Florida case highlights challenges faced, when attempting to commute a trust.
A settlor in Florida created an irrevocable trust funded with assets totaling $3 million with his son named as the beneficiary and entitled to interest income from the trust for life. Three educational institutions were named as the remainder beneficiaries.
However, the son and the remainder beneficiaries sued the trustee to get the trust commuted, so they could all receive their share of the trust assets, according to the Wills, Trusts & Estates Prof Blog in "Court Stops Beneficiaries From Commuting Trust."
Florida law provides three different reasons for permitting an irrevocable trust to be commuted or modified by the court, which are similar to most state laws on the subject. The first is that the purposes for which the trust was created have been fulfilled or are otherwise a problem. For example, the purposes may be impossible to fulfill or illegal. The second is that unanticipated circumstances have made complying with the terms of the trust, contrary to the purposes of the trust. Finally, the material purpose for which the trust was created no longer exists.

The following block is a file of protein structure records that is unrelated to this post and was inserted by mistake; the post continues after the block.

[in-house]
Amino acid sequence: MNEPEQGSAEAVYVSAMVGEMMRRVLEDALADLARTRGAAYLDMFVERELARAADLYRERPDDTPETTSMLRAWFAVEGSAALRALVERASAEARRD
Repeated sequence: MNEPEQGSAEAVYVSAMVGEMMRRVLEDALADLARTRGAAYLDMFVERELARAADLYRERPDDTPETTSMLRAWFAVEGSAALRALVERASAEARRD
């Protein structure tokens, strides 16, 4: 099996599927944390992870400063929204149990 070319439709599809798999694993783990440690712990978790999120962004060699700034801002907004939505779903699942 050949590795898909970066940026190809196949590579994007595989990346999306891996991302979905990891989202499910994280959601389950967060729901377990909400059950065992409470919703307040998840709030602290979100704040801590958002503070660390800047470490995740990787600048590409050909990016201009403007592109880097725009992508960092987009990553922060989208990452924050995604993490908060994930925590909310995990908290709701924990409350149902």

In the Florida case, the trial court ruled on a summary judgment for the son. However, on appeal, the ruling was reversed, since the court determined that the settlor's intent was the most important thing. Therefore, the trust could not be dissolved merely because the beneficiaries wanted to do so.
An estate planning attorney can advise you on creating an estate plan that fits your unique circumstances and may include a trust.
Reference: Wills, Trusts & Estates Prof Blog (June 3, 2018) "Court Stops Beneficiaries From Commuting Trust."